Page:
Proficiency in fifth-grade math increased 10 percent, with the largest increase at Harris, where 33 percent more children were proficient than a year ago.

Jacksonville Middle School-Boys increased the percentage of those proficient in both 8th grade math and literacy.


Among the strategies for improving this school year are creation of professional learning communities, classroom walk-throughs, Odyssey-technology, transition camps, America’s Choice and International Baccalaureate, according to Ruthven.
Literacy plans for the year include early literacy learning in Arkansas, Effective Literacy, Literacy Now Institute Coaching for Participating Teachers and Literacy Now Leadership Devel-opment with Dr. Sharon Faber.

Math plans include bringing in Linda Griffith to train math coaches, Cognitively Guided Instruction, Math Links and JBHM Education Group.


Eighteen PCSSD schools are on school improvement as of April of this year and eight of those are in north Pulaski County, including Jacksonville.

Sylvan Hills Middle School is in year four school improvement despite making adequate progress in the combined population because of insufficient progress in economically disadvantaged math and students with disabilities in both math and literacy.
Jacksonville High School is in school-improvement year three with insufficient proficiency in combined population math, combined population literacy, African-American math and literacy and economically disadvantaged math and literacy.

North Pulaski’s combined population math and literacy are making sufficient progress, but insufficient progress in math and literacy among African-American students.

Northwood has made insufficient progress in the economically disadvantaged math, students with disabilities math and literacy subpopulations.

Murrell Taylor has failed to make adequate progress in the follow subpopulations: Title I students, combined math, combined literacy, economically disadvantaged math and literacy and students with disabilities, math and literacy.

Jacksonville Middle School (boys and girls combined) is in second year school improvement for insufficient progress combined math, African-American math, Caucasian math and math for economically disadvantaged-students.

Sylvan Hills High School is in the second-year of school improvement, with insufficient progress in African-American math and literacy and math for economically disadvantaged students.


“We are making sure and steady progress with student achievement in the state,” said Dr. Ken James, education commissioner.

“Every teacher, administrator, parent and child involved in education in Arkansas should be both proud and encouraged to continue to expect high levels of learning from all students.”

The state is realizing achievement gains because of several factors: dedication of public school staff, quality professional development for teachers and administrators, and high expectations for all students, James said.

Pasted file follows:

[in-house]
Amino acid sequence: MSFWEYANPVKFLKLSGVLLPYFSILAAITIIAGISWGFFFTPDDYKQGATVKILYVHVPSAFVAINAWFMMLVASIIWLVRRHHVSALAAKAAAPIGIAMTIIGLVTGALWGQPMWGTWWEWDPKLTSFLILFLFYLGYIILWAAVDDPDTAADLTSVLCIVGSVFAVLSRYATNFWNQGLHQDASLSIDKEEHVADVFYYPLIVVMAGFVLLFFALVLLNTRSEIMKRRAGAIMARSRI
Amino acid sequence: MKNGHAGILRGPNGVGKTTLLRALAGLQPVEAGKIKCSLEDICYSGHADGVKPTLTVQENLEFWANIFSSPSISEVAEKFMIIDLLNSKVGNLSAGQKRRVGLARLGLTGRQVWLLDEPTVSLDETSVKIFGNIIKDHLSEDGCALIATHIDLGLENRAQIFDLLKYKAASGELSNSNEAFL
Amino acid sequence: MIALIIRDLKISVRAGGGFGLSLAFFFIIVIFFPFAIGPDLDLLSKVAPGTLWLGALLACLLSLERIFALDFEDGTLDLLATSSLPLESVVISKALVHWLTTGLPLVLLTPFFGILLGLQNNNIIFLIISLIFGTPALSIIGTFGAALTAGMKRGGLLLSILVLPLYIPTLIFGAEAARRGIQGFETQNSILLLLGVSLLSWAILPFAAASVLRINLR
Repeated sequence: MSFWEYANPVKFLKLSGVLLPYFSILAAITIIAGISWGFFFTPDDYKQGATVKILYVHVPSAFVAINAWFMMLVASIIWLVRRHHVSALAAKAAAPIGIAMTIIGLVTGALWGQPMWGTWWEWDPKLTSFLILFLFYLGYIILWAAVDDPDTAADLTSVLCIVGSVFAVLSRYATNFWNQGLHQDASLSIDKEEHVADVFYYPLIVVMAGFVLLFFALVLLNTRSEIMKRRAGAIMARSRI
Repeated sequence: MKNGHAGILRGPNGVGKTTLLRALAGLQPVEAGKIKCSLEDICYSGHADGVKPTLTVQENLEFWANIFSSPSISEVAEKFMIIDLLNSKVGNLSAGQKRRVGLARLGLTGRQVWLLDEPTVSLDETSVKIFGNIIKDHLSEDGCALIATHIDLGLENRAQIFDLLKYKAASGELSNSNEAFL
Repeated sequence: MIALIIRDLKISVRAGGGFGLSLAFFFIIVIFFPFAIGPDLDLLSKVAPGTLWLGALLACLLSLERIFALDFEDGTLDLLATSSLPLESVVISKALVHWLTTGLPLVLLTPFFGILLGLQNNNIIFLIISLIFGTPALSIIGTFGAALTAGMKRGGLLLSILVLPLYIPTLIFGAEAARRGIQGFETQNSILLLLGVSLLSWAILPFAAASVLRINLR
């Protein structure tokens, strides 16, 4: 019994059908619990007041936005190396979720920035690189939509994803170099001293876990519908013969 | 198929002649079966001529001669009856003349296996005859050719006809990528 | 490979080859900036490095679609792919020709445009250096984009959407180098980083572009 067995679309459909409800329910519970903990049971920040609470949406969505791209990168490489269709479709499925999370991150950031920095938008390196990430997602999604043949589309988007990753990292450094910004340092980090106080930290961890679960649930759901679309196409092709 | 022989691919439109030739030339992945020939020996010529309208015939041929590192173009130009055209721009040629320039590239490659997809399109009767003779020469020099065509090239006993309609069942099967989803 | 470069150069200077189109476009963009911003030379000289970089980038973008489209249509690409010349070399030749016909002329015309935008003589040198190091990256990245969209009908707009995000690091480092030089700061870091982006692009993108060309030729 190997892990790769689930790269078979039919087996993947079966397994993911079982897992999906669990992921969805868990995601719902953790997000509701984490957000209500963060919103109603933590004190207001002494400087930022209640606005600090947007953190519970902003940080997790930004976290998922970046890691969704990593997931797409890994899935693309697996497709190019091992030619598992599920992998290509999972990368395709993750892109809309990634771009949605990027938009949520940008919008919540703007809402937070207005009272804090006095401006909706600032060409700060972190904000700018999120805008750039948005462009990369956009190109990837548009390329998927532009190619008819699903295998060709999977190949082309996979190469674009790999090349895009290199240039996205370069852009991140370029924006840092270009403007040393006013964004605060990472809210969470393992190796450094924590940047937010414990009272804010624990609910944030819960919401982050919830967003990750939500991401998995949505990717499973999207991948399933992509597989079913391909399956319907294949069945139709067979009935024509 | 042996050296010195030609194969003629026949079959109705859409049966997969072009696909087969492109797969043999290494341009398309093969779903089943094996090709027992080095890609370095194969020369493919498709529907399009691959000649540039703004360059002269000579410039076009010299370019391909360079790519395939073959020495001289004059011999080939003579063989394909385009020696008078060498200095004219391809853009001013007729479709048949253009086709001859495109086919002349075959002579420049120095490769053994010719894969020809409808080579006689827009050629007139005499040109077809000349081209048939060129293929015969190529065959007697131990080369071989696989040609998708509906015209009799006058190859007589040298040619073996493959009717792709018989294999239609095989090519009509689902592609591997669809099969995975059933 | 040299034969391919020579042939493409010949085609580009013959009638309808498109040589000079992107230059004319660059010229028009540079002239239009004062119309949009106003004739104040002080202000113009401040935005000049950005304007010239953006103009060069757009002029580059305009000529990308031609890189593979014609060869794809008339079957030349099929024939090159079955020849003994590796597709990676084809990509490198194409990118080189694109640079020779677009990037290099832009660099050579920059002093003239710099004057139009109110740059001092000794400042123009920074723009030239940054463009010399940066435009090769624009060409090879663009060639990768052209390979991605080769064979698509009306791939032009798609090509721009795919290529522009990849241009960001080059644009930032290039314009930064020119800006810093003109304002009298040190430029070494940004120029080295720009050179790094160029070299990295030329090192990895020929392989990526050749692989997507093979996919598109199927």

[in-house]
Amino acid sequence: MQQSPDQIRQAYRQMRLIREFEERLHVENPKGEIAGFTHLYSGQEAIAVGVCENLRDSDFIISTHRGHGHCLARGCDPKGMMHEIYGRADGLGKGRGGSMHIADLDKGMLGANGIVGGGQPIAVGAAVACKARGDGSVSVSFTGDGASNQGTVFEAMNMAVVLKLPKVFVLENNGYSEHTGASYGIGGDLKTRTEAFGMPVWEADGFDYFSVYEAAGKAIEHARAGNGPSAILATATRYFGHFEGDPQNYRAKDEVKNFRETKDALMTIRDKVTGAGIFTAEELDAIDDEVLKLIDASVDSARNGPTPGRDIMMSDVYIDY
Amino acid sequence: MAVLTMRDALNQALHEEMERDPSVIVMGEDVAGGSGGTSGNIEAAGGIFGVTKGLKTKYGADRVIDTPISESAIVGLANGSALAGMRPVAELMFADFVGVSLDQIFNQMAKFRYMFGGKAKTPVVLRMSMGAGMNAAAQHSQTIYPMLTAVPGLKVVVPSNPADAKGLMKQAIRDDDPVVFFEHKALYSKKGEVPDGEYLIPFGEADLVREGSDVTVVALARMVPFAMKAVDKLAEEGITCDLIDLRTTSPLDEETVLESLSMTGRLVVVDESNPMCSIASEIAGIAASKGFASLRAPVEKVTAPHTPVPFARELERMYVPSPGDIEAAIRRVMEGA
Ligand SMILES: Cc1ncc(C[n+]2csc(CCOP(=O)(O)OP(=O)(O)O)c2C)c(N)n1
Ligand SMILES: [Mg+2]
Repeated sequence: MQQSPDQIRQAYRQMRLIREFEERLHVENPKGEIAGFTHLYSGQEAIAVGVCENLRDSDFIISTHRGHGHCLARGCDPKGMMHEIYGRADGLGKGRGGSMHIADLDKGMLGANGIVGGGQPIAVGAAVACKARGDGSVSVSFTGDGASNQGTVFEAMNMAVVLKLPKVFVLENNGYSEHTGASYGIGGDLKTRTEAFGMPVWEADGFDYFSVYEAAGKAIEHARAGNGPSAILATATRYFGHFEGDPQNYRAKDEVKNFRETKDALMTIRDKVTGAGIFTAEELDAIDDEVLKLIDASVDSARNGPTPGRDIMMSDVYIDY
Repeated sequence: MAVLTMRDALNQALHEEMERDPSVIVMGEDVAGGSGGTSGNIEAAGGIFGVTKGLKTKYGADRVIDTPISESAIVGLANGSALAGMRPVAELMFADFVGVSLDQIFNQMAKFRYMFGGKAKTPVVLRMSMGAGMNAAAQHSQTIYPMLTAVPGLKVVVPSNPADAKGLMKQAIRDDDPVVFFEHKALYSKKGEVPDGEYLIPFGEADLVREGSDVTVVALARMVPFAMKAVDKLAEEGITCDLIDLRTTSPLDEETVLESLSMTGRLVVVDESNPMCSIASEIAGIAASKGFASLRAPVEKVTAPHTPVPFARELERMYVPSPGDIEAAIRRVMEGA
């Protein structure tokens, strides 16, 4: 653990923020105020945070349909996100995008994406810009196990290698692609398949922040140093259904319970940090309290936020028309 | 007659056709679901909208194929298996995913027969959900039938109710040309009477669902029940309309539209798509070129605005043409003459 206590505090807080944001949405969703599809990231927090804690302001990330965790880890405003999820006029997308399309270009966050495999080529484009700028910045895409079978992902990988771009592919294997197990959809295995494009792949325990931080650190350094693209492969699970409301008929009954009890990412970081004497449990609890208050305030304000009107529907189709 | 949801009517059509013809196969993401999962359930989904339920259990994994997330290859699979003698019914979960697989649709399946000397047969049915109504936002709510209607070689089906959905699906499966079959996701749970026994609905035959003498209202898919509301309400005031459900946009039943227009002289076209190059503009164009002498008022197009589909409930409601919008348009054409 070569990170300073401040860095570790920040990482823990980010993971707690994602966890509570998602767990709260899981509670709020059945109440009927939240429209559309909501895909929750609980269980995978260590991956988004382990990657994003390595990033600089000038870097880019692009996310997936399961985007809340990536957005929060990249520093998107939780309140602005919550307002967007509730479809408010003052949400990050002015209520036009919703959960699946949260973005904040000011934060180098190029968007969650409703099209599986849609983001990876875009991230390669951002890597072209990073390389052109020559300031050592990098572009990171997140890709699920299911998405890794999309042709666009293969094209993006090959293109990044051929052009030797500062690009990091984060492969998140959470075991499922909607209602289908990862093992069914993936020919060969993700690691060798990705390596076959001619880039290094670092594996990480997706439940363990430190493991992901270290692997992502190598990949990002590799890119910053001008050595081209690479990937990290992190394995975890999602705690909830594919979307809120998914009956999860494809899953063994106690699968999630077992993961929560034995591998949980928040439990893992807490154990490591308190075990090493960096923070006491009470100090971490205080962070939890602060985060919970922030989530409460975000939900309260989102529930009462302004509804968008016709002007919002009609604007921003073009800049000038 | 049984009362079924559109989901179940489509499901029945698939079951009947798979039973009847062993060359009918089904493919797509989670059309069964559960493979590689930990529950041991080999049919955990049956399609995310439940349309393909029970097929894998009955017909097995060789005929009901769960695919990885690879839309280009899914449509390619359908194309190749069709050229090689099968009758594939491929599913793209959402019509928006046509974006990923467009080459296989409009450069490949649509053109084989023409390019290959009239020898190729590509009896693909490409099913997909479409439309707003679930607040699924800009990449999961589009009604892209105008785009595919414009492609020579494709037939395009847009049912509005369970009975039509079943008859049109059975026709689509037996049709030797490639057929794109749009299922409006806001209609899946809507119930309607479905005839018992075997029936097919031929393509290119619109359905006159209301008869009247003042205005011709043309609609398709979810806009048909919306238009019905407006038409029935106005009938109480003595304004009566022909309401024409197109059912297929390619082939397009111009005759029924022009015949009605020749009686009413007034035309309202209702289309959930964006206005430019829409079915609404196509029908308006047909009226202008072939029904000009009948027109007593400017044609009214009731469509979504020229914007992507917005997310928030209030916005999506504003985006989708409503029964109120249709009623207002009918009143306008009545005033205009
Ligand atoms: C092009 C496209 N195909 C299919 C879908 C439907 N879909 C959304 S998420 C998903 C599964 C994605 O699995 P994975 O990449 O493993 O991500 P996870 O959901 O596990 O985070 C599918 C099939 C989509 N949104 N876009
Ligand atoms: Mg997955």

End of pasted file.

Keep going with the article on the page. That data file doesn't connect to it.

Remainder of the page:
“The trend toward higher scores on our state’s tests is proof that higher expectations and accountability lead to positive results.

“Remember, we have some of the toughest learning standards in the nation, so we can feel confident that when a child scores proficient in Arkansas, he or she is prepared to succeed in Arkansas, in the United States, and, indeed, in the world.”

TOP STORY >>First day of school fares well

Leader staff writers

The start of school this week went smoothly for the Cabot School District, according to Superintendent Tony Thurman.
The district’s schools reported a total of 9,050 students Monday for the first day of school, compared to last year’s first day total of 8,694.

Thurman said the second day usually brings an increase of about 50 students, but this year’s second day of school total was 9,109.

Traffic posed a problem at some campuses, but, as Thurman said, a lot of it was caused by people who had parked their vehicles to take their children into classrooms Monday morning.

A few traffic issues were seen at the new Stagecoach Elementary, but again, mostly because of parents taking children to their classes instead of dropping them off.

Because of sign-in procedures for pre-kindergarten students, who started school Tuesday, more cars were seen parked at Central, Westside, Northside and Ward Central elementaries on the second day of school. Central has seven pre-kindergarten classes this year, a total of 120 students; the three other elementaries each have two classes.

Moving the roughly 1,200 Junior High North students to the high school campus went well, Thurman said and actually helped the traffic flow along North Lincoln.

He said congestion around the high school was namely because of all the traffic in the general area.

The district is also looking at solutions for the traffic flow around Northside Elementary.

“We needed to see the flow and now that we have we can come up with some options,” Thurman said.